Quoting a number of contemporary sources Matthew Parker describes the background to the context in which sugar would become so important, and the early settlements in Barbados peopled by royalist prisoners of war shipped out of the country by Cromwell. By 1649 rebellion in the poor white population and a fall in their numbers when indentured servants found no land available for them in Barbados, led to the rise of slavery as a means of providing the large labour force needed for the cultivation of sugar. In discussing slavery Parker says “Sugar did not cause slavery in the British Caribbean” and he demonstrates the conditions that led the Barbados sugar planters increasingly to use slave labour, and the international context in which this was set. He shows the rise of the sugar planters in the context of British and international politics and conflict from the mid 17th century onwards.

The founder of the first family empire Parker discusses was James Drax  a former Roundhead leader who developed plantations in Barbados. Drax Hall which he built sometime in the early 1650s still stands, the oldest surviving Jacobean mansion in the American colonies.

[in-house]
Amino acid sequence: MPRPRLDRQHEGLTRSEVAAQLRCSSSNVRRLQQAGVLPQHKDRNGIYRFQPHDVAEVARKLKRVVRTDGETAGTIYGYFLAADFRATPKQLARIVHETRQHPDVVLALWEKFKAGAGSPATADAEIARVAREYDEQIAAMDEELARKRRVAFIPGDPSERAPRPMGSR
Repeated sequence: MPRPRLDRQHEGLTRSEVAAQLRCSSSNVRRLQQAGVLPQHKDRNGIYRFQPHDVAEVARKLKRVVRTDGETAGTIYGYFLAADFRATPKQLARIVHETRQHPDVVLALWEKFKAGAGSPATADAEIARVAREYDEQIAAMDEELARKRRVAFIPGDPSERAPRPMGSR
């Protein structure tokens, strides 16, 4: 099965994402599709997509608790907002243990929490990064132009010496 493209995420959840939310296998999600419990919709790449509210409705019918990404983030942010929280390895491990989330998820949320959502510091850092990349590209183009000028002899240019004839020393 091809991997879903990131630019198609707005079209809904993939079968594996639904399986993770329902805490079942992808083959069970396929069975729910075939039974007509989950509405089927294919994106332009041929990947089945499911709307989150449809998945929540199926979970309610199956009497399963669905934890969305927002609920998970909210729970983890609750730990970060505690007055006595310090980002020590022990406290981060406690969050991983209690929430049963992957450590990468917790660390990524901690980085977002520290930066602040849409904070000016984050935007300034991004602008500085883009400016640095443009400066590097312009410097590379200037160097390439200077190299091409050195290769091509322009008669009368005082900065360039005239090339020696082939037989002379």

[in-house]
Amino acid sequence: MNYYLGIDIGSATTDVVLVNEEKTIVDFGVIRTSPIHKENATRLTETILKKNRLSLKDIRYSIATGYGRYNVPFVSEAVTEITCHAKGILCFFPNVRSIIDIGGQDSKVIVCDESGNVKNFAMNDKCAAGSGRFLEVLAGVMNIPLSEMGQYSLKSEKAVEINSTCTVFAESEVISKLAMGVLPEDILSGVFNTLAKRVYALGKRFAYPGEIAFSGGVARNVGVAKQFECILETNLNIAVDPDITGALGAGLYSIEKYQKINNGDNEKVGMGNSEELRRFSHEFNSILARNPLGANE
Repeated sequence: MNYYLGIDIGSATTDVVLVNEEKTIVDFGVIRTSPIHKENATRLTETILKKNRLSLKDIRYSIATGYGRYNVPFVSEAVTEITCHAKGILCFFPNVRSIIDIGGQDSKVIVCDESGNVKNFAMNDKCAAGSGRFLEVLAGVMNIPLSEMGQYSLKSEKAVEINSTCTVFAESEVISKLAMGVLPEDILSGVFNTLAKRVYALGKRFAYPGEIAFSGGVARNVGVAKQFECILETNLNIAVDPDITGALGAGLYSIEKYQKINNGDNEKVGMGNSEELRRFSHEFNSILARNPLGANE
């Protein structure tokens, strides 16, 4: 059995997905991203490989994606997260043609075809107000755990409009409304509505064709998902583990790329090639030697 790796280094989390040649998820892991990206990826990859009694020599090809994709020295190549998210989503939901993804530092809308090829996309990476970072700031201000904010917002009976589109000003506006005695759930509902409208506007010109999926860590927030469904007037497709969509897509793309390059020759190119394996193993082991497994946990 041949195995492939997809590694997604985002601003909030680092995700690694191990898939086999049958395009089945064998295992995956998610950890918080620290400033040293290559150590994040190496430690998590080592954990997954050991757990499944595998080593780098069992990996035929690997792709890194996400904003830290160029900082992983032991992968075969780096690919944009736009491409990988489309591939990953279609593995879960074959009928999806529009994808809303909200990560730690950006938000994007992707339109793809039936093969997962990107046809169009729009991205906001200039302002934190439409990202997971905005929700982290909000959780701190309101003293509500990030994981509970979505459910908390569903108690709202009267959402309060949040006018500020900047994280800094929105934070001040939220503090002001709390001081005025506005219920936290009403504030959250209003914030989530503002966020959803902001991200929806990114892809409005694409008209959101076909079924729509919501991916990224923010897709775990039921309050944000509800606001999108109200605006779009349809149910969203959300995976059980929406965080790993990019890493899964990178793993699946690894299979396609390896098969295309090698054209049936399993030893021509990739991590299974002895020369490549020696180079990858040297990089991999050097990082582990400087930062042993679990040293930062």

After covering the establishment of the colony in Barbados, Parker describes the invasion of Jamaica and the rise there of the Beckford family. The third family who form the focus of this book were the Codringtons. In the migration of colonists from Barbados to Jamaica they not only extended personal fortunes but also took cultivation and production techniques with them that helped to boost sugar production and make Jamaica the most important of the sugar colonies.

Earthquake, hurricane, and epidemic disease all shaped the experience of the Sugar Barons as did the fear and experience of slave uprisings and the Maroon wars in Jamaica. In spite of all this the rising demand in Europe for sugar, and its by product rum, not only created fortunes but also led to the rise of the important West Indian sugar lobby in London.